attribute "next". In the second lookup, the "next" attribute of the
    class is returned, i.e. the next() method. Yet, a generator-function-
    call returns an iterator object that wraps the generator function, so
    when the for loop makes repeated calls to type(P).next(), an iterator
    object is repeatedly returned--what you want is i.next() to be
    returned.

    I suspected next() might be called through the class, but after
    carefully parsing the section on iterators (Python in a Nutshell, p.
    65) where it says iter() returns an object i, and then the for loop
    repeatedly calls i.next(), I dismissed that idea. I have to admit I'm
    still a little confused by why you only parenthetically noted that
    information and called it pedantic.


    On Apr 18, 8:38 pm, "Terry Reedy" <> wrote:
    >
    > One very good way to get an iterator from an iterable is for .__iter__ to
    > be a generator function.


    Ahhh. That eliminates having to deal with next().next constructs.
    Nice.

    > snip all examples of bad code that violate the iterator rule
    > by improperly writing .next as a generator function


    What iterator rule states that .next can't be a generator function?
    My book says an iterator is any object with a .next method that is
    callable without arguments (Python in a Nutshell(p.65) says the same
    thing). Also, my boos says an iterable is any object with an
    __iter__ method. As a result, next() and __iter__() don't have to
    be in the same object:

    lass MyIterator(object):
    def __init__(self, obj):
    self.toIterateOver = obj
    def next(self):
    for x in range(self.toIterateOver.age):
    print x
    raise StopIteration

    class Dog(object):
    def __init__(self, age):
    self.age = age
    def __iter__(self):
    return MyIterator(self)

    d = Dog(5)
    for year in d:
    print year


    I've read recommendations that an iterator should additionally contain
    an __iter__() method, but I'm not sure why that is. In particular PEP
    234 says:

    ----------
    Classes can define how they are iterated over by defining an
    __iter__() method; this should take no additional arguments and
    return a valid iterator object. A class that wants to be an
    iterator should implement two methods: a next() method that
    behaves
    as described above, and an __iter__() method that returns self.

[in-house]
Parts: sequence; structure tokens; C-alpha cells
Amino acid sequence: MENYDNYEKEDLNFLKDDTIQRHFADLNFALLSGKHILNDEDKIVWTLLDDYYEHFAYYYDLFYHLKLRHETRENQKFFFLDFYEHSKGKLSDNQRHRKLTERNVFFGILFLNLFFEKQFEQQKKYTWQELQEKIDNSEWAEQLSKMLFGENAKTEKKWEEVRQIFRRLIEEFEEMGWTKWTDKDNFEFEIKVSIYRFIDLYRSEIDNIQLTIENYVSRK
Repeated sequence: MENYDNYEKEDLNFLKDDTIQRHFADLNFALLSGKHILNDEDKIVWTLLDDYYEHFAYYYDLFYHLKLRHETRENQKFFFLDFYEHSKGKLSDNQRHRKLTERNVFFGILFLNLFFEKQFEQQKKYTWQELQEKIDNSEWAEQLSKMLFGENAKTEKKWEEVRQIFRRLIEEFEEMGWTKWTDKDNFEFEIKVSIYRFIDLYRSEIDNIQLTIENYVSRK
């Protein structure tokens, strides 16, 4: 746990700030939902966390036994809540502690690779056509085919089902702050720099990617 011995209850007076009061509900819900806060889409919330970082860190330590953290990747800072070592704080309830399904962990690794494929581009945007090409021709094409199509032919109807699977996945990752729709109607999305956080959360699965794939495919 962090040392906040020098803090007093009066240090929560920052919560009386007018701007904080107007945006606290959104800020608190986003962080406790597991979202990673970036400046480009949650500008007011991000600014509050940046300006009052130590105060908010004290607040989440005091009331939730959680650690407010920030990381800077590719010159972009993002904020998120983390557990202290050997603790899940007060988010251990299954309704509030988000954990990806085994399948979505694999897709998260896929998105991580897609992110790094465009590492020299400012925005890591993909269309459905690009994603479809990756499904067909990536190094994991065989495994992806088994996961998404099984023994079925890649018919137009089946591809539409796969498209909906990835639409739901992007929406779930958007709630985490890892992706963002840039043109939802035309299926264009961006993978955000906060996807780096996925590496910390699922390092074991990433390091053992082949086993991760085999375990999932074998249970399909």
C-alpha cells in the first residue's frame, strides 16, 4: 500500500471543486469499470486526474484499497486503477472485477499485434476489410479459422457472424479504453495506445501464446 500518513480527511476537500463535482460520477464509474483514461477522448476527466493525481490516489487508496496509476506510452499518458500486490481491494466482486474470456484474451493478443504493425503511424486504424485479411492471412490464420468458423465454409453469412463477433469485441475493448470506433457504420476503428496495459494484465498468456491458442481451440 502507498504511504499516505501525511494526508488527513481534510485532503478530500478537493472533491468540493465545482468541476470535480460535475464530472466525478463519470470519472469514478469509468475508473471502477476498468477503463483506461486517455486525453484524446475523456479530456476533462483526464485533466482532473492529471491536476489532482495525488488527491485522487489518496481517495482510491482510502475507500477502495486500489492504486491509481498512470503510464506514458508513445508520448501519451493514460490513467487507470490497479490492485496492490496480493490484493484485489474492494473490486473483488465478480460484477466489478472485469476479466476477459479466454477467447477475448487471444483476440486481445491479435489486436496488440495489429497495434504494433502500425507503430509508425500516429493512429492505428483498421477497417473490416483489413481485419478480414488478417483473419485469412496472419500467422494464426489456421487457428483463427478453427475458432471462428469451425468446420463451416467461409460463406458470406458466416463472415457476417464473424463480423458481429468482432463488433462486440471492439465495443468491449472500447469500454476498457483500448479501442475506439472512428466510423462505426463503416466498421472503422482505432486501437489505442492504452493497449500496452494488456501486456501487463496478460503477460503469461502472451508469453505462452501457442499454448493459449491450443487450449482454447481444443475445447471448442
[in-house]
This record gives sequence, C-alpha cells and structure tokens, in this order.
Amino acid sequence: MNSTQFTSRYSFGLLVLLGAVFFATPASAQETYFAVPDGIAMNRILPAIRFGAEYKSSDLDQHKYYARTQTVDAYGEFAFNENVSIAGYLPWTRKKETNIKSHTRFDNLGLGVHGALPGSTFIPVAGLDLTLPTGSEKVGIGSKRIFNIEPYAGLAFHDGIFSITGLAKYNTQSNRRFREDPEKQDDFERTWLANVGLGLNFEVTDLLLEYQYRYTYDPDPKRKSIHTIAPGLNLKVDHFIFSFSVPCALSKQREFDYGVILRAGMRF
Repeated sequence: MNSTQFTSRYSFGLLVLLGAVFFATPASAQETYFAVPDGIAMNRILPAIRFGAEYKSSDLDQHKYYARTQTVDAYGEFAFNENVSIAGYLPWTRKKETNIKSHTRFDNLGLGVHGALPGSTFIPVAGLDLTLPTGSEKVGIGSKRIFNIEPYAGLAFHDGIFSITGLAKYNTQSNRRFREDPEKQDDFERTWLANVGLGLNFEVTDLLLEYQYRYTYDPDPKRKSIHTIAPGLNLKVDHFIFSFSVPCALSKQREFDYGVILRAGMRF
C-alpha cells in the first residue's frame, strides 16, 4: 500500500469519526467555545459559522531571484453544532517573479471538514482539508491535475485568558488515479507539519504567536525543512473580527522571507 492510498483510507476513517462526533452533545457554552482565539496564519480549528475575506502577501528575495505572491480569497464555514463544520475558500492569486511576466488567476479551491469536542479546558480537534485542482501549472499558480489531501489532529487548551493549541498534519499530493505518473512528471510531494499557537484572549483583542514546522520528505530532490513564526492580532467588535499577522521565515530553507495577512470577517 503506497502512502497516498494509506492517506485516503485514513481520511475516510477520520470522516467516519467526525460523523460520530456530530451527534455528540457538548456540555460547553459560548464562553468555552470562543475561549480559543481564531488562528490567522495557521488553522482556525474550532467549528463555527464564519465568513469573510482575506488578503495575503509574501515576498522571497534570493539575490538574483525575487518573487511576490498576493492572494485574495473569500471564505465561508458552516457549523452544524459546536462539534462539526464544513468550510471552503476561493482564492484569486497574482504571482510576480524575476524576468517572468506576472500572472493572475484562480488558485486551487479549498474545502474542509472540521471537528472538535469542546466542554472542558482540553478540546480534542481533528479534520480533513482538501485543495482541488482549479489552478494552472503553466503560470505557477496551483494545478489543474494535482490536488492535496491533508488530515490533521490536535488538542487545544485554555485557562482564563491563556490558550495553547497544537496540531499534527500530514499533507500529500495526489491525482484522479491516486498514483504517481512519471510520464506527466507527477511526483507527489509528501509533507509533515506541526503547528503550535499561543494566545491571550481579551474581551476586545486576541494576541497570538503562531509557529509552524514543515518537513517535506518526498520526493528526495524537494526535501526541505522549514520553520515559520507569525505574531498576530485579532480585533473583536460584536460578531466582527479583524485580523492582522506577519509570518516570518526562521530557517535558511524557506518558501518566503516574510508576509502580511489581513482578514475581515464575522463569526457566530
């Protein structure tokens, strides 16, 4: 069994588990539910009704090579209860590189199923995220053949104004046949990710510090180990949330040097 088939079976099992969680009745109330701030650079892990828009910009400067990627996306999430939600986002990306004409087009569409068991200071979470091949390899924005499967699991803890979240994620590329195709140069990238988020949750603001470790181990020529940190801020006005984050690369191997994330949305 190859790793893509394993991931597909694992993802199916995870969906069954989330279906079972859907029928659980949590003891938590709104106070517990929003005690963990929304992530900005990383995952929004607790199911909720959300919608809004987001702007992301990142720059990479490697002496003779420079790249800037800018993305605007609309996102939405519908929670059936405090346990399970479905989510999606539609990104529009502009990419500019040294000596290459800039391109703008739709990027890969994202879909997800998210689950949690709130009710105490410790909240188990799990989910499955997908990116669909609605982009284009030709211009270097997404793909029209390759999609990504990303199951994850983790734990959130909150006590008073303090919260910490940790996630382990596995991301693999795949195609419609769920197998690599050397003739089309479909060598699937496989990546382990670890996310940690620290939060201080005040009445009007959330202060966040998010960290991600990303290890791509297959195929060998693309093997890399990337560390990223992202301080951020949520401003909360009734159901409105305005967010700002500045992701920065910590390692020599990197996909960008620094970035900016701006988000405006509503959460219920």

The two methods correspond to two distinct protocols:

    1. An object can be iterated over with "for" if it implements
    __iter__() or __getitem__().

    2. An object can function as an iterator if it implements next().

    Container-like objects usually support protocol 1. Iterators are
    currently required to support both protocols. The semantics of
    iteration come only from protocol 2; protocol 1 is present to make
    iterators behave like sequences; in particular so that code
    receiving an iterator can use a for-loop over the iterator.

    Classes can define how they are iterated over by defining an
    __iter__() method; this should take no additional arguments and
    return a valid iterator object. A class that wants to be an
    iterator should implement two methods: a next() method that
    behaves
    as described above, and an __iter__() method that returns self.

    The two methods correspond to two distinct protocols:

    1. An object can be iterated over with "for" if it implements
    __iter__() or __getitem__().

    2. An object can function as an iterator if it implements next().

    Container-like objects usually support protocol 1. Iterators are
    currently required to support both protocols. The semantics of
    iteration come only from protocol 2; protocol 1 is present to make
    iterators behave like sequences; in particular so that code
    receiving an iterator can use a for-loop over the iterator.
    --------


    >The semantics of
    > iteration come only from protocol 2


    My example demonstrates that.

    >protocol 1 is present to make
    > iterators behave like sequences; in particular so that code
    > receiving an iterator can use a for-loop over the iterator.


    I don't understand that part--it looks like my example is using a for
    loop over the iterator.
     
    7stud, Apr 19, 2007
    #19
  20. On Wed, 18 Apr 2007 01:45:10 -0700, Paul McGuire wrote:

    >> For the record, this is what I actually wanted: a four-line self-sorting
    >> dictionary:
    >>
    >> class SortedDict(dict):
    >> def __iter__(self):
    >> for key in sorted(self.keys()):
    >> yield key


    [snip]

    > Very neat. Why not this?
    >
    > class SortedDict(dict):
    > def __iter__(self):
    > return iter(sorted(self.keys()))



    Good question. I don't have a good answer except for "because I didn't
    think of it".


    --
    Steven.
     
    Steven D'Aprano, Apr 19, 2007
    #20